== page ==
The backpack holds my water, instant-energy gel packs, and cell phone. The cell phone is so the kids can contact me if the house is burning down, or so I can call someone if I fall into a tractor rut; in which case, I can suck down packets of  “magic juice” while waiting for the rescue helicopter.

A day may come when I am clothed in fig leaves and running like Jane after her Tarzan, but it won’t be until after my first marathon.

There is too much I need to learn about myself first.

Stats:

Miles: Thursday 5, Friday 3 (with Noah peddling his heart out next to me).

Overall feeling: I feel slow & lethargic. It’s frustrating because I want to be back to where I was before vacation. This has been a tough week. I loved vacation, and I love running, but I feel like a big, fat slug.

Weather: sunny & in the upper 40s low 50s. There was frost on the ground this week—thus the Supersuit was pulled from hibernation.

Gear:

The Supersuit: Kalenji brand cozy goodness leggings and top for cold mornings. It’s tight, black with turquoise swooshes, and makes me feel like a superhero.

The Shoes: Mizuno 12 Wave Rider size 12 narrow (eek). Silver/Gunmetal/Red (or pink, if you prefer). Feels like running on clouds.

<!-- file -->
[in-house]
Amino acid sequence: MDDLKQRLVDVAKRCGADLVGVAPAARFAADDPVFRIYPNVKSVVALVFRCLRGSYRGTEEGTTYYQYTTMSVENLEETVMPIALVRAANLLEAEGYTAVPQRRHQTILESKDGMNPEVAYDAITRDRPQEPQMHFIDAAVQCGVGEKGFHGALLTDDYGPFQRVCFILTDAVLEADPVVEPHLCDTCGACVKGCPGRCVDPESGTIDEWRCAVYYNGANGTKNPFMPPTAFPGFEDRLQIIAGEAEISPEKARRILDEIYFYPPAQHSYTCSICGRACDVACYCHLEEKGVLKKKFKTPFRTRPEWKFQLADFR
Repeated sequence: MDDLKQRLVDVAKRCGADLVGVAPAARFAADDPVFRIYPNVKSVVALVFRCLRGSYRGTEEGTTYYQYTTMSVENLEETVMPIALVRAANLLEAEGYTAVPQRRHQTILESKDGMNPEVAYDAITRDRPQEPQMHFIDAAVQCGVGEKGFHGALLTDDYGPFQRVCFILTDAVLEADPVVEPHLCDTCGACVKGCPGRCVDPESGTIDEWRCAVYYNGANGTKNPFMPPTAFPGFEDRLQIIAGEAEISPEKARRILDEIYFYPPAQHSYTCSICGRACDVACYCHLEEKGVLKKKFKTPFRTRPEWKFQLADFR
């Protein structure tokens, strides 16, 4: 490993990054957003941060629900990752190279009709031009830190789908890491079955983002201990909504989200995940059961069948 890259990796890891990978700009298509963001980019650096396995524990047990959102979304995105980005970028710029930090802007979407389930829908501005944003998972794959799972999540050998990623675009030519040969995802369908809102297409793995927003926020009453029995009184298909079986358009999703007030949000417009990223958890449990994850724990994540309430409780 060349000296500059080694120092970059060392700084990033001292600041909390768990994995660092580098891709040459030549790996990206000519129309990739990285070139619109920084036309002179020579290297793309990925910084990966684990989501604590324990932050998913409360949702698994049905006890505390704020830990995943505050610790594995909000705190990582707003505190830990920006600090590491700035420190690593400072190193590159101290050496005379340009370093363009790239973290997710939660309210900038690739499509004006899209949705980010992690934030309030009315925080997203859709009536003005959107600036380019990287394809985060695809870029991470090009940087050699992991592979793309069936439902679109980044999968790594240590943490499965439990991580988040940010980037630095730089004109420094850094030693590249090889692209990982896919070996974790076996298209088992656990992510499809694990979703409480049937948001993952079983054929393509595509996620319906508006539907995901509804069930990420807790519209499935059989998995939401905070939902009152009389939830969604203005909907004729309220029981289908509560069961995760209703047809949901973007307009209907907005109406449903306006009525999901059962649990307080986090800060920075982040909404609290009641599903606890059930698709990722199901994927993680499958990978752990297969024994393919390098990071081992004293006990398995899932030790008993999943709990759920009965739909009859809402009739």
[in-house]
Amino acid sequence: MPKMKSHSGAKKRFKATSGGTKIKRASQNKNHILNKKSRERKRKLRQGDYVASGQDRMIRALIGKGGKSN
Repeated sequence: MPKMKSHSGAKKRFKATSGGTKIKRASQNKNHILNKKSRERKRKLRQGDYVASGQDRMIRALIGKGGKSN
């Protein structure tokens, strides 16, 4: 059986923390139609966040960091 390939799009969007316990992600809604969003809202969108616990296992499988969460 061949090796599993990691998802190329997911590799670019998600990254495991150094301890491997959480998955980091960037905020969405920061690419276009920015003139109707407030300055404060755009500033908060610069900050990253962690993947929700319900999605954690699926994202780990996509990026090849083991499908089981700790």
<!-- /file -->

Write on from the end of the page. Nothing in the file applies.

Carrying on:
The Phone: iPhone 3G. It’s kind of big for runs, but it’s all I have. On the bright side, I can take pictures and post to Facebook during the marathon, if I don’t have anything else to do, like survive.

The Watch: Garmin Forerunner 405 CX. This is the first device to overcome the technologically challenged area in which I live. The satellites managed to track my run through hill and dale, hither and yon with astounding accuracy. What’s next for my village? DSL? One can only dream.

The Garmin has a heart rate monitor that straps around my chest and is synchronized to the watch. All I have to do is run. This watch monitors everything except my attitude.

The criticisms of the Garmin are that the bevel is touchy and it’s hard to use during a run. I can see this theory. But if people would actually read all the instructions, they could learn how to set the watch so that it scrolls through vital information. Then you lock the bevel so it doesn’t flip out when it’s touched. It’s very easy to do. I LOVE this watch. Thanks, honey for my birthday/mother’s day/anniversary/Christmas gift!

The Fuel: PowerBar Refuel Gel (vanilla). 110 calories, 0 fat, 27 grams of carbo delight to give you a boost: much better than a Snickers bars (and gluten-free too).

The Backpack: Nathan HPL Series #008 Race Vest. 1.5 liter capacity. Ultra-lightweight. It is cool, breathable, and soft as a kitten. This is a vast improvement over sweating under Noah’s Camelbak.

The only drawback is that the cell phone pocket brushes against my arm. It might become a problem during runs over 10 miles.

I nearly took scissors to the ridiculously long water tube. It swoops down across your shoulder and dangles in front of you. However, there is a clip for it, and I noticed during the long runs, the length of the hose makes it fumble-resistant. This vest is MUCH better than the Borg belt with waterpods.